While Congress may have averted the fiscal cliff for now, the new Congress will have its work cut out for it with a number of diverse policy issues vying for attention. In the midst of these discussions, organizations like Goodwill continue to take advantage of opportunities to educate new members about our mission of providing job training and other community based programs to people with barriers to employment.
As the 113th Congress gets underway, it will renew its focus on how to quickly reduce federal spending – debating targeted spending cuts to avoid sequestration which was postponed for two months in the fiscal cliff deal, and also needing to find an agreement on how to extend the nation’s debt limit. Lawmakers will also have to decide how to fund the government, given it is operating under a continuing resolution set to expire the end of March.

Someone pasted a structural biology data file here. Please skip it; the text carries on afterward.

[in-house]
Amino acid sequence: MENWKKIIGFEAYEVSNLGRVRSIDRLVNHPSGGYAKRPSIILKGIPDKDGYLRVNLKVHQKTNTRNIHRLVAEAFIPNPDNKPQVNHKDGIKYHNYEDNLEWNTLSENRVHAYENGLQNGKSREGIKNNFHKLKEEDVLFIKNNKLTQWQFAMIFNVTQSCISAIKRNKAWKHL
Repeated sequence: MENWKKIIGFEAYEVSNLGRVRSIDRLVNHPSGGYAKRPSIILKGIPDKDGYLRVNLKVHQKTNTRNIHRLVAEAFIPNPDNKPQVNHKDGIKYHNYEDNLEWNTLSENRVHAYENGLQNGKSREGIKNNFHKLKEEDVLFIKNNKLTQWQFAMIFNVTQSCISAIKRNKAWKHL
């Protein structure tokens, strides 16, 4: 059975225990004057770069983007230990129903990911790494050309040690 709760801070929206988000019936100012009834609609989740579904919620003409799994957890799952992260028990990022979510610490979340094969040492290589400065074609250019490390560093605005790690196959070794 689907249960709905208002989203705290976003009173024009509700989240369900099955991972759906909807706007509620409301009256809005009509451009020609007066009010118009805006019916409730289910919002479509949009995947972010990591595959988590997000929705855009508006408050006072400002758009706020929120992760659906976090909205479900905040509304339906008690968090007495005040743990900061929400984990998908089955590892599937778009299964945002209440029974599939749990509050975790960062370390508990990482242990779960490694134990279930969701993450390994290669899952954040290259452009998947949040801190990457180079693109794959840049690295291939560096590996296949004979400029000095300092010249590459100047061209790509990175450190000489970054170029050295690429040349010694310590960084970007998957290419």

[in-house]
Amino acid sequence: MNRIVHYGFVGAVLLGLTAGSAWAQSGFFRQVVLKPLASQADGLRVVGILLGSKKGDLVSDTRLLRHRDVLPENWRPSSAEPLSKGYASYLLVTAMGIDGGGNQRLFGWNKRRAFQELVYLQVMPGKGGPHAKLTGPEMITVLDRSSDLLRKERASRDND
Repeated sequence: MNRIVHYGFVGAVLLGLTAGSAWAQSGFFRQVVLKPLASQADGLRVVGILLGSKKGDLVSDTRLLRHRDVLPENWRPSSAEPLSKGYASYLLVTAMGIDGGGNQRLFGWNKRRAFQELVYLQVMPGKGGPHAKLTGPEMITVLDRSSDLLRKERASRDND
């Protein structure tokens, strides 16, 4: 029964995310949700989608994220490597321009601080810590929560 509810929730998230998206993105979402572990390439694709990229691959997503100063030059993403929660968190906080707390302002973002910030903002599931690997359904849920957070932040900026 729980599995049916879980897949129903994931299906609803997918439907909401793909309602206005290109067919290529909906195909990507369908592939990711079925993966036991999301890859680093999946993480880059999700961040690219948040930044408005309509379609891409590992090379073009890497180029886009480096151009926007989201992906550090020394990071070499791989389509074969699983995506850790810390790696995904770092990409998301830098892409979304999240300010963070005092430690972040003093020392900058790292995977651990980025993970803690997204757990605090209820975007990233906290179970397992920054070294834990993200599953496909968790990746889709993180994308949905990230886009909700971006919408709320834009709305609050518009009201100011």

Goodwill looks forward to Congress addressing several other issues of importance to the enterprise and the people we serve including reauthorizing the Elementary and Secondary Education Act, the Workforce Investment Act, the Older Americans Act and the Temporary Assistance to Needy Families (TANF) program.
Many state legislatures will also reconvene this month after passing nearly 30,000 new laws last year. For the past two years, most states focused primarily on budget cuts and generating new revenues, leading to an increase in state and local initiatives to tax and charge fees to nonprofits. This year, expect states to focus on implementing health care reform, new academic standards, helping veterans and funding infrastructure.
The New Year will provide many opportunities for Goodwill advocates to engage with their federal, state and local lawmakers to help strengthen our public policy influence, and protect the vulnerable populations that we have the privilege to serve.